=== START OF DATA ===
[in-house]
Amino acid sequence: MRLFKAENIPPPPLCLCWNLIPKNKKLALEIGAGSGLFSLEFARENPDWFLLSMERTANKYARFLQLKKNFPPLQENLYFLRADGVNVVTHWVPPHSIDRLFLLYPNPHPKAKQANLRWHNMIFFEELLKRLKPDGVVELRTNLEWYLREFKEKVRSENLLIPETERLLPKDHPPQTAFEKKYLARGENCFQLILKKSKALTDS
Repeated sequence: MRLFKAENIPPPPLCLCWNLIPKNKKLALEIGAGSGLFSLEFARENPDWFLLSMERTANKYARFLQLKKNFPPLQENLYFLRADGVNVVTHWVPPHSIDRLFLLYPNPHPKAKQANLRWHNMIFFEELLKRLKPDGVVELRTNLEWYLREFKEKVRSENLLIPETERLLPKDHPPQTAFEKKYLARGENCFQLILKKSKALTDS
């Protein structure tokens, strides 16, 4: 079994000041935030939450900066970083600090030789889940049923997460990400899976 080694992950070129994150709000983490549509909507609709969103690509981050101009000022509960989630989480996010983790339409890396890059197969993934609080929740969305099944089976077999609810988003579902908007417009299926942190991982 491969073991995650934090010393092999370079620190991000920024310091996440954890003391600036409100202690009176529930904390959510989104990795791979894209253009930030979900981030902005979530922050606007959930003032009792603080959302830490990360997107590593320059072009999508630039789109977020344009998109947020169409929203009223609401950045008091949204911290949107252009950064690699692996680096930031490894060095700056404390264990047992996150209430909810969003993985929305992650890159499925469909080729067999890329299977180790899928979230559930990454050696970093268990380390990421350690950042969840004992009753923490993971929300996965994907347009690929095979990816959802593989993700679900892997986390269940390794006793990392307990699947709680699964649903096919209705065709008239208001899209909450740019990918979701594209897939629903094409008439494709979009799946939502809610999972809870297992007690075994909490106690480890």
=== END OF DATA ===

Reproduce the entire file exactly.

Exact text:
[in-house]
Amino acid sequence: MRLFKAENIPPPPLCLCWNLIPKNKKLALEIGAGSGLFSLEFARENPDWFLLSMERTANKYARFLQLKKNFPPLQENLYFLRADGVNVVTHWVPPHSIDRLFLLYPNPHPKAKQANLRWHNMIFFEELLKRLKPDGVVELRTNLEWYLREFKEKVRSENLLIPETERLLPKDHPPQTAFEKKYLARGENCFQLILKKSKALTDS
Repeated sequence: MRLFKAENIPPPPLCLCWNLIPKNKKLALEIGAGSGLFSLEFARENPDWFLLSMERTANKYARFLQLKKNFPPLQENLYFLRADGVNVVTHWVPPHSIDRLFLLYPNPHPKAKQANLRWHNMIFFEELLKRLKPDGVVELRTNLEWYLREFKEKVRSENLLIPETERLLPKDHPPQTAFEKKYLARGENCFQLILKKSKALTDS
């Protein structure tokens, strides 16, 4: 079994000041935030939450900066970083600090030789889940049923997460990400899976 080694992950070129994150709000983490549509909507609709969103690509981050101009000022509960989630989480996010983790339409890396890059197969993934609080929740969305099944089976077999609810988003579902908007417009299926942190991982 491969073991995650934090010393092999370079620190991000920024310091996440954890003391600036409100202690009176529930904390959510989104990795791979894209253009930030979900981030902005979530922050606007959930003032009792603080959302830490990360997107590593320059072009999508630039789109977020344009998109947020169409929203009223609401950045008091949204911290949107252009950064690699692996680096930031490894060095700056404390264990047992996150209430909810969003993985929305992650890159499925469909080729067999890329299977180790899928979230559930990454050696970093268990380390990421350690950042969840004992009753923490993971929300996965994907347009690929095979990816959802593989993700679900892997986390269940390794006793990392307990699947709680699964649903096919209705065709008239208001899209909450740019990918979701594209897939629903094409008439494709979009799946939502809610999972809870297992007690075994909490106690480890």